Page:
A Rapid Shift in Treatment for Chronic Lymphocytic Leukemia - Episode 6

Obinutuzumab + Venetoclax for Frontline CLL


Nicole Lamanna, MD: We pretty much talked about BTK inhibitors in frontline therapy. Well, now we have the approval of venetoclax and obinutuzumab. Let’s talk about the CLL14 data and how that fit in. We’re talking about continued therapy, patients have done well long term on ibrutinib monotherapy from the original studies. Now venetoclax and obinutuzumab are approved frontline. How do you feel about that therapy?

Javier A. Pinilla-Ibarz, MD, PhD: I think we went from fixed-duration chemoimmunotherapy that, as we discussed, may be used still in the community. Although I think, as we discussed recently, BTK inhibitors are a pre-established standard of care. I think that the importance of the CLL14 studies is that they’re bringing back once again this limited duration of therapy that some patients may prefer over long-term therapy.

I think the data still are not mature enough, and I believe they have at least in the frontline, 1 year, and in the second line, around 2 years of therapy. I think it’s important to really emphasize that we still need to really see how those patients are going to evolve over time, how those patients are going to do after discontinued therapy, and which risk categories and risk stratification of patients will do better or worse will depend on this time-limited therapy.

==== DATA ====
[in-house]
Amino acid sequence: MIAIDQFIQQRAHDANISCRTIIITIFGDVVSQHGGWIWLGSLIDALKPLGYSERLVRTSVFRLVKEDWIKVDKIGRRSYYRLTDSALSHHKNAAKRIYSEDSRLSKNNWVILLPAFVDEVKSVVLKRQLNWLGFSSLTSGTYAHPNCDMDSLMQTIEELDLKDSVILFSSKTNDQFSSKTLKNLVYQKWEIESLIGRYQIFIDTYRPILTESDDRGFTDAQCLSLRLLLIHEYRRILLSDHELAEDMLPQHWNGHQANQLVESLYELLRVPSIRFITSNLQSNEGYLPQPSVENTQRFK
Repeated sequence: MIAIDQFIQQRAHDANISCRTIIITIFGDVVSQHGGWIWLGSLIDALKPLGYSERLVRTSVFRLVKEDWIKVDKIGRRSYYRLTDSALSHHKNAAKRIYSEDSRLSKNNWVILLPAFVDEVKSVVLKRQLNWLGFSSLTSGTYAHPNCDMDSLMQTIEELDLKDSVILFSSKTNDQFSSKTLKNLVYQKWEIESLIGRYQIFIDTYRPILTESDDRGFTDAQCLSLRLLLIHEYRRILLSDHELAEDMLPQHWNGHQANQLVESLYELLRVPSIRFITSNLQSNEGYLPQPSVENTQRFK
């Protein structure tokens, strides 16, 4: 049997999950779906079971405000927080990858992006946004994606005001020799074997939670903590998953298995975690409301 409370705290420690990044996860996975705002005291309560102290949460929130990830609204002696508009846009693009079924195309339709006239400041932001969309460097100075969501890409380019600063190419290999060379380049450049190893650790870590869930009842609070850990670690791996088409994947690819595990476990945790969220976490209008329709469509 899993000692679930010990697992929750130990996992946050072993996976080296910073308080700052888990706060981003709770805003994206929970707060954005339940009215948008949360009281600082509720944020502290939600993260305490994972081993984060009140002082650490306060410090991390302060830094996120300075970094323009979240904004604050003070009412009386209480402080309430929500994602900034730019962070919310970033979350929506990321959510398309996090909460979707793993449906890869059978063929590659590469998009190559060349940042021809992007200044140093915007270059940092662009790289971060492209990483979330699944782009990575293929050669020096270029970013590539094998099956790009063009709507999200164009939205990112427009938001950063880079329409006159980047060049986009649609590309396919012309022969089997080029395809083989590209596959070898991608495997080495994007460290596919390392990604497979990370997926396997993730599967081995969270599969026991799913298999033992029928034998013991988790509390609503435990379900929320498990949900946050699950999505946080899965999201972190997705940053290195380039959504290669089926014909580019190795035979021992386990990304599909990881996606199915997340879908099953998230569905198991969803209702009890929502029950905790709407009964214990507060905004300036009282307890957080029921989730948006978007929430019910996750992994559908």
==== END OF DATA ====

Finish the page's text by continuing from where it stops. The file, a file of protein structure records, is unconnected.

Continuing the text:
As we first were discussing, we know that in the low-risk category—ibrutinib in the long run or BTK in general—they do fantastic if the follow-up up is really 5, 10, 7 years. However, we don’t have the same data with time-limited therapy or usually we can or cannot really think about extrapolate the famous MRD [minimal residual disease] negative. That is another concern that minimal residual disease negative is coming back to our clinic, and how we’re going to really use it in the standard practice is very unclear. I mean, the FDA has still not really defined.